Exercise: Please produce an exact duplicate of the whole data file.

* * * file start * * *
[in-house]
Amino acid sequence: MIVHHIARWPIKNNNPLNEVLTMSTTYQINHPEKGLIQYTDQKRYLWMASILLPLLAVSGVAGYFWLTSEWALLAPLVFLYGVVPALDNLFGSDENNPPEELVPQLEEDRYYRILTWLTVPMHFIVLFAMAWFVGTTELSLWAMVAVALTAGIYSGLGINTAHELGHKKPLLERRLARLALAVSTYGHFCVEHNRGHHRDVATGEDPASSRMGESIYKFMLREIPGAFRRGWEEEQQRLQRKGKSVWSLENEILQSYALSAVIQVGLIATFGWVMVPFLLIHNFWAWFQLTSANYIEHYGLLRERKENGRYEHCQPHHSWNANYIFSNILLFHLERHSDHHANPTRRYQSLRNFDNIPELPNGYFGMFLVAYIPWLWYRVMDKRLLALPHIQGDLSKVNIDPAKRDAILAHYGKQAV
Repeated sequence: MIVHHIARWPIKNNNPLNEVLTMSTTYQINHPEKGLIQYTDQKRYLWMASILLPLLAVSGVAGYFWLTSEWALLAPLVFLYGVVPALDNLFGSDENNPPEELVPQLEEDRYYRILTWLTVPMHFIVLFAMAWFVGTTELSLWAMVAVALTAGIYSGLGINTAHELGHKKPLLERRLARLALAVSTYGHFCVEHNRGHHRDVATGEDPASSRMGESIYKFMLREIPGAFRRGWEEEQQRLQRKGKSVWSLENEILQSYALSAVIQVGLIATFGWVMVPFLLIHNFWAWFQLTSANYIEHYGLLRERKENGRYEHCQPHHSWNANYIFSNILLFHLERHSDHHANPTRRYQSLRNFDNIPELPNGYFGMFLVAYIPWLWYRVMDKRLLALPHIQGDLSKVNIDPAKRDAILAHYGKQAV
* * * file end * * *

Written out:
[in-house]
Amino acid sequence: MIVHHIARWPIKNNNPLNEVLTMSTTYQINHPEKGLIQYTDQKRYLWMASILLPLLAVSGVAGYFWLTSEWALLAPLVFLYGVVPALDNLFGSDENNPPEELVPQLEEDRYYRILTWLTVPMHFIVLFAMAWFVGTTELSLWAMVAVALTAGIYSGLGINTAHELGHKKPLLERRLARLALAVSTYGHFCVEHNRGHHRDVATGEDPASSRMGESIYKFMLREIPGAFRRGWEEEQQRLQRKGKSVWSLENEILQSYALSAVIQVGLIATFGWVMVPFLLIHNFWAWFQLTSANYIEHYGLLRERKENGRYEHCQPHHSWNANYIFSNILLFHLERHSDHHANPTRRYQSLRNFDNIPELPNGYFGMFLVAYIPWLWYRVMDKRLLALPHIQGDLSKVNIDPAKRDAILAHYGKQAV
Repeated sequence: MIVHHIARWPIKNNNPLNEVLTMSTTYQINHPEKGLIQYTDQKRYLWMASILLPLLAVSGVAGYFWLTSEWALLAPLVFLYGVVPALDNLFGSDENNPPEELVPQLEEDRYYRILTWLTVPMHFIVLFAMAWFVGTTELSLWAMVAVALTAGIYSGLGINTAHELGHKKPLLERRLARLALAVSTYGHFCVEHNRGHHRDVATGEDPASSRMGESIYKFMLREIPGAFRRGWEEEQQRLQRKGKSVWSLENEILQSYALSAVIQVGLIATFGWVMVPFLLIHNFWAWFQLTSANYIEHYGLLRERKENGRYEHCQPHHSWNANYIFSNILLFHLERHSDHHANPTRRYQSLRNFDNIPELPNGYFGMFLVAYIPWLWYRVMDKRLLALPHIQGDLSKVNIDPAKRDAILAHYGKQAV